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Grid on the Go

Presenter: Dan Reed, Director of the National Center for Supercomputing Applications
Title: "The Grid: The Future of Information Infrastructure"

Abstract: Dan Reed, Director of the National Center for Supercomputing Applications and the National Computational Science Alliance, will discuss efforts to develop and deploy aspects of America's next generation information infrastructure, the Grid. The Grid encompasses distributed computing, data, visualization, and collaboration resources, unified by a malleable software substrate. The talk includes development and deployment efforts, as well as the implication of mobile devices.

Bio-sketch: Daniel A. Reed is currently Gutgsell Professor of Computer Science at the University of Illinois at Urbana-Champaign. In addition, he is Director the National Center for Supercomputing Application (NCSA) and of the National Computational Science Alliance, one of two NSF Partnerships for an Advanced Computational Infrastructure (PACI). He is also a principal investigator in the NSF-funded GrADS project to develop adaptive software for computational grids and a participant in several national consortia related to parallel computing, Grids, and visualization. He and his collaborators are also developing "smart spaces" based on situated and mobile environments.

 

Presenter: Larry Smarr, Director, California Institute for Telecommunications and Information Technology, University of California at San Diego
Title: "A Mobile Internet Powered by a Planetary Computer"

Abstract: The wired Internet with its half billion personal computers as end points will form the foundation for an expansion of the Internet throughout the physical world. Billions of cell phones, information appliances, sensors, actuators, and embedded processors will join the Internet via various wireless technology extensions of the wired Internet. In the near future, peer-to-peer distributed computing, essentially crossing SETI@home with Napster, will create a planetary scale computer with millions of PCs. This computational and storage fabric may become a new information utility powering the mobile Internet.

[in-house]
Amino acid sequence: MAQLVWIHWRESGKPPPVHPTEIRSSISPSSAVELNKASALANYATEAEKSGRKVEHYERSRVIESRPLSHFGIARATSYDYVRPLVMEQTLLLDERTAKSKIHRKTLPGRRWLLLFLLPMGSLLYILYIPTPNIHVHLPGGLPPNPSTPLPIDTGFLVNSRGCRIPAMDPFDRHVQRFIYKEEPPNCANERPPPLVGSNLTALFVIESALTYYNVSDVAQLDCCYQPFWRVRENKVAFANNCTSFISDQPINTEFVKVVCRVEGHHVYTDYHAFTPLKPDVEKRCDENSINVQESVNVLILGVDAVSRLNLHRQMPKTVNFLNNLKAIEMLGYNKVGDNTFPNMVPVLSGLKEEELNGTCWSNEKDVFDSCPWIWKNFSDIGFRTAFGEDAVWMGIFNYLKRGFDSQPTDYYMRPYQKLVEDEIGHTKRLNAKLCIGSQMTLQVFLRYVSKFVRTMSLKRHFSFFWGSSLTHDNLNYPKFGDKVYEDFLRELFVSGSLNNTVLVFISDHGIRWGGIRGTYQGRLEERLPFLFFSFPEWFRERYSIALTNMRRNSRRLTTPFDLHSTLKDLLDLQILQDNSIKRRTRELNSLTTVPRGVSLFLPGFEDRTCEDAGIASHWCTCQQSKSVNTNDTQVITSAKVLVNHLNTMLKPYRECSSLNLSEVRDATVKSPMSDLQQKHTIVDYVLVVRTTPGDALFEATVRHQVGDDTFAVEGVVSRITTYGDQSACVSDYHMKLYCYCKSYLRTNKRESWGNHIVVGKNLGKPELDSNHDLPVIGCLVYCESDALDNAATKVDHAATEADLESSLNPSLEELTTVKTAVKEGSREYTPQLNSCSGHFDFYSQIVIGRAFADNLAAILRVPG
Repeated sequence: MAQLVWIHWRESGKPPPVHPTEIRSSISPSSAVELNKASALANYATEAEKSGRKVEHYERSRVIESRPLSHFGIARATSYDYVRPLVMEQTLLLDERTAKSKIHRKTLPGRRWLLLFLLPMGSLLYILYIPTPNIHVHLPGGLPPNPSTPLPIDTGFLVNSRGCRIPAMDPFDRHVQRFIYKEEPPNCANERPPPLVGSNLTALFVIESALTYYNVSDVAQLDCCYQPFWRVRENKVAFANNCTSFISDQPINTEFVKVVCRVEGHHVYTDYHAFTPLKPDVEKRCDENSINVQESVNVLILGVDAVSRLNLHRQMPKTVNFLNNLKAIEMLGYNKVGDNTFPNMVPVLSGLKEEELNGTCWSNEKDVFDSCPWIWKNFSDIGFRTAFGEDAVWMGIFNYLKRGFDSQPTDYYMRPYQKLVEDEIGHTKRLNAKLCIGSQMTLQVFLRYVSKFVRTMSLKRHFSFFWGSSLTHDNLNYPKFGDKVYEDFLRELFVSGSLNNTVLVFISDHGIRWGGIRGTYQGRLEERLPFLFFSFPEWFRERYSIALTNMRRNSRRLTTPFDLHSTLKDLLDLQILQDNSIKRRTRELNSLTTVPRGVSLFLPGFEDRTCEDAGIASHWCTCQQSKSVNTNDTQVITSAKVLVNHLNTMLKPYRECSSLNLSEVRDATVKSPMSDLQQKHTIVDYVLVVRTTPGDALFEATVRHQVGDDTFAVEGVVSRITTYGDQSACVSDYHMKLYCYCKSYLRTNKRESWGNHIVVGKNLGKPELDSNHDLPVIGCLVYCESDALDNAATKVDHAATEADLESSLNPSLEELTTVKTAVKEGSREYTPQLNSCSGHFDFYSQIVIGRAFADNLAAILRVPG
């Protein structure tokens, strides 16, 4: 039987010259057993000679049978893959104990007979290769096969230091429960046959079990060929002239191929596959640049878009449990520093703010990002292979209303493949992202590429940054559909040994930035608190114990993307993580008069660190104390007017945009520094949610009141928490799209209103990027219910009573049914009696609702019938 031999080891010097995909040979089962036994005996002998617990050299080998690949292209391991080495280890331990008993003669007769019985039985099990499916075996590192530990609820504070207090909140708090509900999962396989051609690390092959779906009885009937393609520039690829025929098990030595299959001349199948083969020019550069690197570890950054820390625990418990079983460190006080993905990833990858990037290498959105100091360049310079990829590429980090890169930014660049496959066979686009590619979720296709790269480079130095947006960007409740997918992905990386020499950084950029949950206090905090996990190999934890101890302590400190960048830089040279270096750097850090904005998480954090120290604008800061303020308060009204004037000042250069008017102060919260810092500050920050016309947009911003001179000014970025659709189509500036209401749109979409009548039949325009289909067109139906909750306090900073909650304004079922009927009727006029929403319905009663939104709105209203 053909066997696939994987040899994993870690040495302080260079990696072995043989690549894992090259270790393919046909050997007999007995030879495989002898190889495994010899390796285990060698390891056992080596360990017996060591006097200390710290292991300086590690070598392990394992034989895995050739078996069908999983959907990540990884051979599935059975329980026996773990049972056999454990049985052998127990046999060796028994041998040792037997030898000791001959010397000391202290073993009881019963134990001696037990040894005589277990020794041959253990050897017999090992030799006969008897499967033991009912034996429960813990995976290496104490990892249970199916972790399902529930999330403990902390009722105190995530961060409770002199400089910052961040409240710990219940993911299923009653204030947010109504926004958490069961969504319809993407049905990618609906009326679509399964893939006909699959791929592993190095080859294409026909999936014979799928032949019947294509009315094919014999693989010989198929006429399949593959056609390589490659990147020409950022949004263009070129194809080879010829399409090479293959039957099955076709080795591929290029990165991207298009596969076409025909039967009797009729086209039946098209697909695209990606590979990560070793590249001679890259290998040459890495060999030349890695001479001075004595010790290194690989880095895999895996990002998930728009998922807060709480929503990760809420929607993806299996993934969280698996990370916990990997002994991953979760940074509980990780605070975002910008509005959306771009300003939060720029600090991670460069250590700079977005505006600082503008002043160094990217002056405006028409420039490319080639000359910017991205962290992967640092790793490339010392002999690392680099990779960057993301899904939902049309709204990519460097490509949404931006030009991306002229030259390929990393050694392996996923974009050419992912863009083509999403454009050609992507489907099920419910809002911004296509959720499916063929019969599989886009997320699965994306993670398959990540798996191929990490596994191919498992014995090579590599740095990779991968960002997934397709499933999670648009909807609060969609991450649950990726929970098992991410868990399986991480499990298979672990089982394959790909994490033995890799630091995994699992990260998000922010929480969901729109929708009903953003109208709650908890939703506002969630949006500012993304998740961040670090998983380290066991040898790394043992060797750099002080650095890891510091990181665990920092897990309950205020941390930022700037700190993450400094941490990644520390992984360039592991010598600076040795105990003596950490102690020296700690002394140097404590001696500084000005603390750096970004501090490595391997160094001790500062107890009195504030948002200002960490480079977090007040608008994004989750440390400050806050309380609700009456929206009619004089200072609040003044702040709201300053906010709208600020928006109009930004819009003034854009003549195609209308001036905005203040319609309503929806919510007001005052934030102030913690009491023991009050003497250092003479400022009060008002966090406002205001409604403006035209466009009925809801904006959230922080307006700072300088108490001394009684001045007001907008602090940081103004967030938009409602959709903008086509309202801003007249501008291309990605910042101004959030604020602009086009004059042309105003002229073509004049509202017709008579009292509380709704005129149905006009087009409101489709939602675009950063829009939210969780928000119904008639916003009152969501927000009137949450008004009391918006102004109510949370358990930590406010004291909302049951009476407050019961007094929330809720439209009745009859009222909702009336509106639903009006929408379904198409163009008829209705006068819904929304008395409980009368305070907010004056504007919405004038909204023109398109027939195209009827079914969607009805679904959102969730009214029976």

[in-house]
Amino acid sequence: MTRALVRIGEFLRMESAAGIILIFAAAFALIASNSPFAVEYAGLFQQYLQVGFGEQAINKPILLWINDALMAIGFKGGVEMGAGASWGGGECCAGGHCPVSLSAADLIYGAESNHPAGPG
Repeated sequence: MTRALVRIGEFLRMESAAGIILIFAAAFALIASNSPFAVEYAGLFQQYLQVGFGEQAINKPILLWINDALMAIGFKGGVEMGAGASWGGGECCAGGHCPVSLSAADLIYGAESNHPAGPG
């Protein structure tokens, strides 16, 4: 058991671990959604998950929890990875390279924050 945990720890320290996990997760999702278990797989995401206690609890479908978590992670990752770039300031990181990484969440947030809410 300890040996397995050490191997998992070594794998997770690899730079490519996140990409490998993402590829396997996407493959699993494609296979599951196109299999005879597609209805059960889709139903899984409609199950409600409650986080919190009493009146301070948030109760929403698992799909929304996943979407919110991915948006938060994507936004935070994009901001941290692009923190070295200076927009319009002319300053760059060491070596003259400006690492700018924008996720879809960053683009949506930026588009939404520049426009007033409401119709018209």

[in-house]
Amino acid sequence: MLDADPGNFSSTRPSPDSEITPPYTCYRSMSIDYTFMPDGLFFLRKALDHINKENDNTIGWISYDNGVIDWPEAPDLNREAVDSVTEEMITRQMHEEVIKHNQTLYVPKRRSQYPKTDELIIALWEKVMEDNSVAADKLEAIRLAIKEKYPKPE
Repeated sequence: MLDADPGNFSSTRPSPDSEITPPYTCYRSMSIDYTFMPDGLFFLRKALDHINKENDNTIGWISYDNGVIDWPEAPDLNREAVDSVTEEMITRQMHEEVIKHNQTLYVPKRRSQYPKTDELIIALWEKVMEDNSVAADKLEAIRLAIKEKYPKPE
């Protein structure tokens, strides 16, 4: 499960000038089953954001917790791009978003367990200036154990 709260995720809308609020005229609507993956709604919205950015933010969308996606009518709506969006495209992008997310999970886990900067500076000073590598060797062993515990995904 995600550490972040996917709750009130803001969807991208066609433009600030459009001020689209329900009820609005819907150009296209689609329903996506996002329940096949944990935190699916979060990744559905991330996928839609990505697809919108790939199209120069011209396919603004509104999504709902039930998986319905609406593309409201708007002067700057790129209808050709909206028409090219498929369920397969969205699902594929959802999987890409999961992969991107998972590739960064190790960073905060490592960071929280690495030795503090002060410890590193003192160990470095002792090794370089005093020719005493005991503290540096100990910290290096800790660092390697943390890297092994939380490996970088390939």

Bio-sketch: Larry Smarr was the founding director of NCSA and the National Computational Science Alliance, while a professor of astronomy and physics at the University of Illinois at Urbana-Champaign. In August 2000, he moved to the University of California San Diego, where he is a professor of computer science and engineering. In December 2000, he became the founding director of UC's California Institute for Telecommunications and Information Technology, which has a focus on the software, wireless, and photonic technologies necessary for extending the capabilities of the internet into a global grid. He is a member of both the President's Information Technology Advisory Committee and the Advisory Committee to the Director of NIH. He is also a Member of the National Academy of Engineering, and a Fellow of the American Physical Society and the American Academy of Arts and Sciences.

 

Presenter: Brian Redding, Senior Staff Software Engineer, Motorola
Title: "The Promise of Bluetooth"

Abstract: Bluetooth Wireless Technology promises the creation of a world without wires. It is now positioned to deliver on some of these promises as products incorporating Bluetooth Wireless Technology become available. The discussion will be an overview of the Bluetooth Wireless Technology and the direction it is heading in the consumer marketplace.

Bio-sketch: Brian Redding has worked as a software engineer at Motorola's Urbana-Champaign Design Center (UDC) in Champaign, IL for the last11 years. In 1998, Brian began his involvement with the Bluetooth Special Interest Group (SIG) as contributing member of the Bluetooth 1.0 specification team. He now serves as a software architect on the Bluetooth software development in the Motorola's Personal Communication Sector. In addition, he continues to work today in the Bluetooth Special Interest Group (SIG) as Motorola's delegate to the Bluetooth Architecture Review Board (BARB) and Motorola's delegate to the Bluetooth Qualification Review Board (BQRB).

 

Presenter: Chris Burke, Motorola
Title: "The Wireless Application Protocol: What is it and Where is it Going?"

Abstract: Wireless Application Protocol (WAP), a commercial standard for forms-based applications on cell phones, has been widely hyped and criticized. In this presentation Chris will share his views on three basic questions about WAP: What is it? What technical and economic factors motivated its deployment? What is its future?